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Quantum Monte Carlo and Molecular Fragmentation Methods for the Treatment of Electron Correlation in Molecules and Solids

Dumi, Amanda (2023) Quantum Monte Carlo and Molecular Fragmentation Methods for the Treatment of Electron Correlation in Molecules and Solids. Doctoral Dissertation, University of Pittsburgh. (Unpublished)

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The quantum mechanical treatment of molecular systems in computational chemistry offers insight into the nature of chemical bonding, reaction mechanisms, and many experimental observables. An improved treatment of the molecular electronic structure is tied to an increase of computational resources.
This work explores two approaches that attempt to describe the electronic structure with two families of approximations which reduce the computational cost without significantly sacrificing accuracy.

One approximation explored is the application of Quantum Monte Carlo methods, which stochastically solve the Schrödinger equation.
Here, the Diffusion Monte Carlo formulation is used to provide insight into chemical systems that are not well described by the commonly utilized \acrlong{dft}.
Two systems are explored: a hydrogen atom chemisorbed to the surface of graphene and a model non~valence correlation-bound anion.
The Diffusion Monte Carlo approach is systematically improvable for most approximations, except for the fixed node error which can often be addressed through a careful choice of trial wave functions.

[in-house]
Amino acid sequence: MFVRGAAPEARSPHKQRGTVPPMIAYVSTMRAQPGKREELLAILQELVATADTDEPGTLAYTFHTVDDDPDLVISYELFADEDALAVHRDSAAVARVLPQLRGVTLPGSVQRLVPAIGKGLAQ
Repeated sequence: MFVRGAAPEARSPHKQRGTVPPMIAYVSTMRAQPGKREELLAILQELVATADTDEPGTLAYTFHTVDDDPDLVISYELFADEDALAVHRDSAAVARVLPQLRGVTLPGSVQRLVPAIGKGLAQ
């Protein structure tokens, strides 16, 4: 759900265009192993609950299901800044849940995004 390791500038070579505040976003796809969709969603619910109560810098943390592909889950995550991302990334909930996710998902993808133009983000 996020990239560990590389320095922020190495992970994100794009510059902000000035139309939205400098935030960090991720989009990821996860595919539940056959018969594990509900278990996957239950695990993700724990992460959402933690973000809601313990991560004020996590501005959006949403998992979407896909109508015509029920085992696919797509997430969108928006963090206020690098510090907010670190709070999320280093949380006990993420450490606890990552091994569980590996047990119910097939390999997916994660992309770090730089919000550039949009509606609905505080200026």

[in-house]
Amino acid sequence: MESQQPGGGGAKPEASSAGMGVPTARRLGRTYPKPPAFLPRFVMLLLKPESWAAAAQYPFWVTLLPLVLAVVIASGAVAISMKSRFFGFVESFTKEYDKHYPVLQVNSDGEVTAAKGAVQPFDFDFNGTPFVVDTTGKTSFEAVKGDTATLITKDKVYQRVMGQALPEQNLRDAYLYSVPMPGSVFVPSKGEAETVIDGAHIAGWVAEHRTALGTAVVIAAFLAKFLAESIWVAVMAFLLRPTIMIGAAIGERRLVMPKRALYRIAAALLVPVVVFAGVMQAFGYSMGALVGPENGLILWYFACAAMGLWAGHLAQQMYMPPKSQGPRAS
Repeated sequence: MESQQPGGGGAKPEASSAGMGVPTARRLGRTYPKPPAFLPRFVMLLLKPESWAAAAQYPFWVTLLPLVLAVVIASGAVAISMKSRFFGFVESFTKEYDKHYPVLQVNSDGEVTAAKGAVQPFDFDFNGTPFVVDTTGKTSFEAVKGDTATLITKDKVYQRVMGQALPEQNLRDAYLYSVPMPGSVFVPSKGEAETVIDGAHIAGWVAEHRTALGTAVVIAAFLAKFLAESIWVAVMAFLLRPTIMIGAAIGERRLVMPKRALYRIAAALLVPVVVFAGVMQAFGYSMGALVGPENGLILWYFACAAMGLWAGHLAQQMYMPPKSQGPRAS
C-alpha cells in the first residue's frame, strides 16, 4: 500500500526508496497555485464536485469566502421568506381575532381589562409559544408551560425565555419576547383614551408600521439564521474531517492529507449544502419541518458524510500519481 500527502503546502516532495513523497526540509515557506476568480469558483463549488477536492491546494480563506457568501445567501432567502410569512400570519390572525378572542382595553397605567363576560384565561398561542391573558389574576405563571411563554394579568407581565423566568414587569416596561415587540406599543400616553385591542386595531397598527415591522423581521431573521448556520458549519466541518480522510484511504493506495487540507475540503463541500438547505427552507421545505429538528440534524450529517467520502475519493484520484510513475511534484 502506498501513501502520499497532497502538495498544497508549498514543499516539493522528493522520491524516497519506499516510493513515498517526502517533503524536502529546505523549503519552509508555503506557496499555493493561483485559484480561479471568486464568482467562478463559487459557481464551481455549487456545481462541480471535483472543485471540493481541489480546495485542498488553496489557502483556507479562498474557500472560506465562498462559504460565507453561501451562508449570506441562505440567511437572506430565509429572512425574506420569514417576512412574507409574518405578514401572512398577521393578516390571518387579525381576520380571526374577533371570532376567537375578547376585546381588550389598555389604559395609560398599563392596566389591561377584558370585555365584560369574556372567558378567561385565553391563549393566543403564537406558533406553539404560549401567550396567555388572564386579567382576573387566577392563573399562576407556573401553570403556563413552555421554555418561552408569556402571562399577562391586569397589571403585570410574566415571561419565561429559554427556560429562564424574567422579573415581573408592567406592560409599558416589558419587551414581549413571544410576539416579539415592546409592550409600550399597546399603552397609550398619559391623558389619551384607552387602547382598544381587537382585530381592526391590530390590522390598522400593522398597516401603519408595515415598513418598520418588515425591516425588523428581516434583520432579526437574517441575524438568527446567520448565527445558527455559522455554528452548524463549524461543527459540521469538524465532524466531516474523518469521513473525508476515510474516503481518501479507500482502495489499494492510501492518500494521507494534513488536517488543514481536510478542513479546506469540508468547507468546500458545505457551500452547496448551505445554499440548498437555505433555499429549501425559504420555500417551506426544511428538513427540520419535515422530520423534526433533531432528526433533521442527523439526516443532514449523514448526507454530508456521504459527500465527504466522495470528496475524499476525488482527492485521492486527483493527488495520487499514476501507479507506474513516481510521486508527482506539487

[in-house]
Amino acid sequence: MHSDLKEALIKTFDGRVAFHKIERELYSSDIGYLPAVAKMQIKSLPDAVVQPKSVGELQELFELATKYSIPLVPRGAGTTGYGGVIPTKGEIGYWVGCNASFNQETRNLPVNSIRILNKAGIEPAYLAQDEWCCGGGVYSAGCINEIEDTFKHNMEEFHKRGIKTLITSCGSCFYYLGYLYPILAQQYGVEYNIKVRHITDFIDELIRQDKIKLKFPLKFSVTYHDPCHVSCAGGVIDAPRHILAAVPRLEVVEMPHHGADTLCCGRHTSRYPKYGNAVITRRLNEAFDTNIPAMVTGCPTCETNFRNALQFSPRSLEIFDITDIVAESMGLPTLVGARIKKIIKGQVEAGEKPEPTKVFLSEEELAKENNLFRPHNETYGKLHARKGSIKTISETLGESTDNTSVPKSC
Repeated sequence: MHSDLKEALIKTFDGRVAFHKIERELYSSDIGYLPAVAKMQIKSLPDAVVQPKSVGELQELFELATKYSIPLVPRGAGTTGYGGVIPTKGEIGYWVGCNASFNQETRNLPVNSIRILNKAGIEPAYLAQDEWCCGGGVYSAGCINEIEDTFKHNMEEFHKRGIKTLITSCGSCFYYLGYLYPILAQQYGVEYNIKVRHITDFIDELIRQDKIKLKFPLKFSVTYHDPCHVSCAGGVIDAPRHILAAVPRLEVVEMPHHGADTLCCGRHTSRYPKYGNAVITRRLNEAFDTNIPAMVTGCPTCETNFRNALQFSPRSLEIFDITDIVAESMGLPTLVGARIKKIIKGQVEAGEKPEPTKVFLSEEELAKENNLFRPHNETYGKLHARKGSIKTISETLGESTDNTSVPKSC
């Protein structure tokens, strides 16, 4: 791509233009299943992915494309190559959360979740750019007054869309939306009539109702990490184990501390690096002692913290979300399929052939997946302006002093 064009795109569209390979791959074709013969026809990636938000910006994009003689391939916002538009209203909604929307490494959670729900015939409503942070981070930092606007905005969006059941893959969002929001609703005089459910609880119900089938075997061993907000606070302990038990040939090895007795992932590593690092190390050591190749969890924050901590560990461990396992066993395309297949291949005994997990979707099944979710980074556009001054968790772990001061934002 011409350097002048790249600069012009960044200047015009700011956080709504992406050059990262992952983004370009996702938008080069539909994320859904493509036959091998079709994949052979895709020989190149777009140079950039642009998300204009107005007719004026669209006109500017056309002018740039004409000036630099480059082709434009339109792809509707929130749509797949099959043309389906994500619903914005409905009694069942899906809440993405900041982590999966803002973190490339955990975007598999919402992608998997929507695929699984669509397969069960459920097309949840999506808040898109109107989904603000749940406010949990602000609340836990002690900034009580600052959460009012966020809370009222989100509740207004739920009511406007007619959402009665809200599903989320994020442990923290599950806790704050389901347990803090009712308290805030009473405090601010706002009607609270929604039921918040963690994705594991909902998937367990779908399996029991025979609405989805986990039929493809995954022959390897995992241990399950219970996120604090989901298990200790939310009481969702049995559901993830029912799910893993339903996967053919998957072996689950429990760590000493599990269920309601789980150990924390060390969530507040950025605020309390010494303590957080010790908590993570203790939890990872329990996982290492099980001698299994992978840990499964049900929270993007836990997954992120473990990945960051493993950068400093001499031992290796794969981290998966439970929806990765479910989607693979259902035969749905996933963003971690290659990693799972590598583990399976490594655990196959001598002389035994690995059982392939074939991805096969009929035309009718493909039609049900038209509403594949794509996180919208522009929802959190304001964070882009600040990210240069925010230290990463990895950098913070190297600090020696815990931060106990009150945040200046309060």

Trial wave functions composed of multi-Slater determinants as generated by a selected configuration interaction procedure are investigated as they produce a compact determinant expansion through selecting the most important determinants for a specific system in an iterative fashion.

The second approach is the development of a fragment selection scheme through unsupervised machine learning approaches.
Fragmentation approaches are motivated by the short range nature of correlation effects.
The full system is approximated by subsystems which are each treated at a certain level of theory and an estimate of the interactions between them.
For this approach to return valuable results, the chemical domains need to capture the most important physics of the desired problem.
In this work an unsupervised machine learning based method is developed which will allow the systematic identification of important chemical domains with minimal quantum mechanical data which can improve transferability and automation of fragmentation approaches


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Item Type: University of Pittsburgh ETD
Status: Unpublished
CreatorsEmailPitt UsernameORCID
Dumi, Amandaaed63@pitt.eduaed630000000226938537
ETD Committee:
TitleMemberEmail AddressPitt UsernameORCID
Committee ChairJordan,
Committee MemberHutchison, Geoffreygeoffh@pitt.edu0000-0002-1757-1980
Committee MemberLaaser, Jenniferj.laaser@pitt.edu0000-0002-0551-9659
Committee MemberLambrecht,
Date: 10 May 2023
Date Type: Publication
Defense Date: 8 December 2022
Approval Date: 10 May 2023
Submission Date: 12 January 2023
Access Restriction: No restriction; Release the ETD for access worldwide immediately.
Number of Pages: 195
Institution: University of Pittsburgh
Schools and Programs: Dietrich School of Arts and Sciences > Computational Modeling and Simulation
Degree: PhD - Doctor of Philosophy
Thesis Type: Doctoral Dissertation
Refereed: Yes
Uncontrolled Keywords: Quantum Monte Carlo, electronic structure, molecular fragmentation, graphene, non-valence correlation-bound
Date Deposited: 10 May 2023 17:13
Last Modified: 22 Feb 2024 18:07


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